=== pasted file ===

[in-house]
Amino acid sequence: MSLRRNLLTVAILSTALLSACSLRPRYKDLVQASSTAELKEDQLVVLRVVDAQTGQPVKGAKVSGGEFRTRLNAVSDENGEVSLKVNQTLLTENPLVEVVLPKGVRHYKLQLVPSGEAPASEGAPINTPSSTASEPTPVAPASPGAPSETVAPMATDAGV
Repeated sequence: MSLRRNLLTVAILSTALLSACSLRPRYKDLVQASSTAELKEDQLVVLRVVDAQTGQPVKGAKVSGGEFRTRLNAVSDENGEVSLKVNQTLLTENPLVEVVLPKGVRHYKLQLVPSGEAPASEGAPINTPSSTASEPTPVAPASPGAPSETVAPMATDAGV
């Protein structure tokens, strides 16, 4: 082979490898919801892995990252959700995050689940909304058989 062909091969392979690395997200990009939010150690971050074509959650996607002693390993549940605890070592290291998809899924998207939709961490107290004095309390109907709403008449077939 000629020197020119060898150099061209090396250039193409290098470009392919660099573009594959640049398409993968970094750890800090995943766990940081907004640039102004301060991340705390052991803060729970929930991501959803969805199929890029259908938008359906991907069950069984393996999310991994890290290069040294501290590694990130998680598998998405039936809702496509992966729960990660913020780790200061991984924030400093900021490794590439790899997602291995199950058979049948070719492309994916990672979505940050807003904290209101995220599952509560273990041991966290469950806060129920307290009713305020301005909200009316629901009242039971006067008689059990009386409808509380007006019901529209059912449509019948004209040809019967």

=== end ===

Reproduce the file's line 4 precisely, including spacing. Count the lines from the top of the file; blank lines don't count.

């Protein structure tokens, strides 16, 4: 082979490898919801892995990252959700995050689940909304058989 062909091969392979690395997200990009939010150690971050074509959650996607002693390993549940605890070592290291998809899924998207939709961490107290004095309390109907709403008449077939 000629020197020119060898150099061209090396250039193409290098470009392919660099573009594959640049398409993968970094750890800090995943766990940081907004640039102004301060991340705390052991803060729970929930991501959803969805199929890029259908938008359906991907069950069984393996999310991994890290290069040294501290590694990130998680598998998405039936809702496509992966729960990660913020780790200061991984924030400093900021490794590439790899997602291995199950058979049948070719492309994916990672979505940050807003904290209101995220599952509560273990041991966290469950806060129920307290009713305020301005909200009316629901009242039971006067008689059990009386409808509380007006019901529209059912449509019948004209040809019967």